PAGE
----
• Instead of planting them sticking straight up, lay them down in a trench and move the soil back over their roots. 
  • In about 10 days they're standing up and growing along strongly. 
Some tips to keep your onions growing strongly is
1. Hand weed around onions to avoid disturbing their roots and bulbs.
2. Keep away from nitrogen based liquid fertilisers when your onions are maturing. Otherwise their efforts will go into their leaves instead of their bulb.
3 Regularly water your onions. Lack of water can delay growth or split the bulb. 
4 Because of their strong taste pests generally leave onions alone.

When Do you Pick Your Onions?
Harvest onions (except spring onions) when the tops yellow and start drying.
This usually takes 6 months, so if you plant seedlings today, yours will be ready in December.
Add a couple of weeks if you’re using seeds.
Pull the whole plant from the ground and leave it to dry in the sun.
Turn it every few days and avoid getting them wet (eg dew or rain).
Hang them in a cool dry place for around 3 weeks to cure.
If you store them in a cool dry place they should keep for a year.
This explains why you can buy onions all year round.
Eat the bulbs without a good dry skin first .

Why do we cry when we cut onions?
Onions contain complex sulphur compounds.
When you cut into an onion, two chemical reactions take place.
First, when a knife cuts through the cells of an onion, its enzymes release a strong odour.
Second, the onion releases allicin, a volatile sulfur gas that irritates the eyes and sends one rushing for a tissue.
Keeping Onions in the fridge can help with this problem.
To avoid a bitter flavour never, never buy onions that have begun to sprout greens from their stem portion.

This means they’re more than a year old.

If you see sprouts forming in your onions stored at home, simply snip them off and use the green part like chives, put the rest in the compost.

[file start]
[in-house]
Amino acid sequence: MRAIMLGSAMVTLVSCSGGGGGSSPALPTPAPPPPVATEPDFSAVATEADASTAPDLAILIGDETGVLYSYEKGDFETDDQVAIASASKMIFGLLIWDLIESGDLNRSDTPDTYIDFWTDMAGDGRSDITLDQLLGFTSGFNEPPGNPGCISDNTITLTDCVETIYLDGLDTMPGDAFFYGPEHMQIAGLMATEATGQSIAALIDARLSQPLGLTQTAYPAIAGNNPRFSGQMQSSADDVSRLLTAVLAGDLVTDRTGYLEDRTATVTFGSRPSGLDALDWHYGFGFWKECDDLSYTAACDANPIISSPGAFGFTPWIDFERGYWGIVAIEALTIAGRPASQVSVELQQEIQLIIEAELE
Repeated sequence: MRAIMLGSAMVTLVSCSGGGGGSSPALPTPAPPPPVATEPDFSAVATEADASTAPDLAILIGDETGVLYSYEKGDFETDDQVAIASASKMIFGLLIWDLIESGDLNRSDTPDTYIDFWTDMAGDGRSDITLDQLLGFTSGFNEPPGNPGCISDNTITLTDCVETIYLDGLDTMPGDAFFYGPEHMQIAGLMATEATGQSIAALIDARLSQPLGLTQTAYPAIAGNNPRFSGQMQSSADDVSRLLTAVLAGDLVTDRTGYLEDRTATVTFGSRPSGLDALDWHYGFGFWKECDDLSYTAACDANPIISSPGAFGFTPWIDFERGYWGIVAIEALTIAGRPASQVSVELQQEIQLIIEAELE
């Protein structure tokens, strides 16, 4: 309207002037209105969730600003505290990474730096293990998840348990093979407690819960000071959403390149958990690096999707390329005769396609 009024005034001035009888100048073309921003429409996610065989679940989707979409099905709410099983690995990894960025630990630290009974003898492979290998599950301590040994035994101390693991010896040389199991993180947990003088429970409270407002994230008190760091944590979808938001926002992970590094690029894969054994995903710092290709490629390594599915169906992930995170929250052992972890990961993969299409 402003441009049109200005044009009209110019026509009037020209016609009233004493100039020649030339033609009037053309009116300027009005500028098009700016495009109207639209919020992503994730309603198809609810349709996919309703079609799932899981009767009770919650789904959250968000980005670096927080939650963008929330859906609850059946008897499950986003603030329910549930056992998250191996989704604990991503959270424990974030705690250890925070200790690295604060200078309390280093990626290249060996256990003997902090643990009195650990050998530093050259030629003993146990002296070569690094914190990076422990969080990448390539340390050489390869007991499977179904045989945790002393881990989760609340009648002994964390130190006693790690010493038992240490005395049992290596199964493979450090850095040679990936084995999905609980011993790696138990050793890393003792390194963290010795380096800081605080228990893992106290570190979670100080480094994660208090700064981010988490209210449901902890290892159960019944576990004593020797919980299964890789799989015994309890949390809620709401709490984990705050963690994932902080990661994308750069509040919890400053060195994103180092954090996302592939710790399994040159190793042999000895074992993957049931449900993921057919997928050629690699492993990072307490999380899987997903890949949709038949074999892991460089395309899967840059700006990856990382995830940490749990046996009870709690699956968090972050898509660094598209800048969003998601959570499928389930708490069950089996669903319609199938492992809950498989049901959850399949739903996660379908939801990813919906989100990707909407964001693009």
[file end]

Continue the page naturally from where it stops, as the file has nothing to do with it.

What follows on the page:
Why Are They Good For You?
Some health studies have shown raw onions to be effective in lowering overall cholesterol while raising HDLs, the good cholesterol.
Additionally, onions kill infectious bacteria, help to control blood sugar, aid in dissolving blood clots, and may help to prevent cancer.


Plants to hide that fence
Are you the sort of gardening that doesn’t think too much about the look of the fence?
Perhaps you’ve had the fence so long that you’ve gotten used to the idea of looking at it without realizing that it’s really an eyesore.
Montanoa hibiscifolia: Mexican Tree Daisy
It’s really important to conceal the fence for a few reasons.
You may remember that last week I said, no-one is saying “ my garden looks too big.”
Plus it’s not all about climbers, climbers climbers, to hide the fence.
Let’s find out. 
That was Peter Nixon Garden Designer and Director of Paradisus Garden Design.

Hiding the fence will make the garden look bigger.
So, Peter mentioned
Viburnum odoratissimum “Dense Fence” or Viburnum odoratissimum “ Quick Fence.” if you’re wanting a free standing shrub.
Mexican Tree Daisy or Montanoa hibsicifolia
For Cool Temp districts:
Prunus lusitanica - Portugese Laurel Prunus laurocerasus - Cherry Laurel 
  If you have a question either for me or Peter, why not drop us a line to


Syringia vulgaris: Lilac
We all love the Lilac but all can't grow it.

Lilac is a deciduous medium to tall shrub. 

Highly fragrant flowers appear to cover the bush Spring.

What Lilacs Like:
Lilac Shrubs in Vienna: Photo M. Cannon

Prefers good, rich soil in cooler districts but not clay soils; prefer sandy, gravelly soils. 
Tolerant of lime, resents acid soils.
The Story Behind The Name
The story of lilac, according to Greek mythology, begins with a beautiful nymph named Syringa (lilac's botanical name). Captivated by her beauty, Pan, the god of the forests and fields, chased Syringa through the forest. Frightened by Pan's affections, Syringa escaped him by turning herself into an aromatic bush – the flower we now refer to as lilac.
In A Vase:
Lilac flowers can last up to a week in the vase if you singe the bottom of the stem.
Because of the sap in the stem, it's best not to mix with other flowers in the same vase.
I'm talking with florist, Mercedes Sarmini of 

This video was recorded live during the broadcast of Real World Gardener show on 23rd May 2018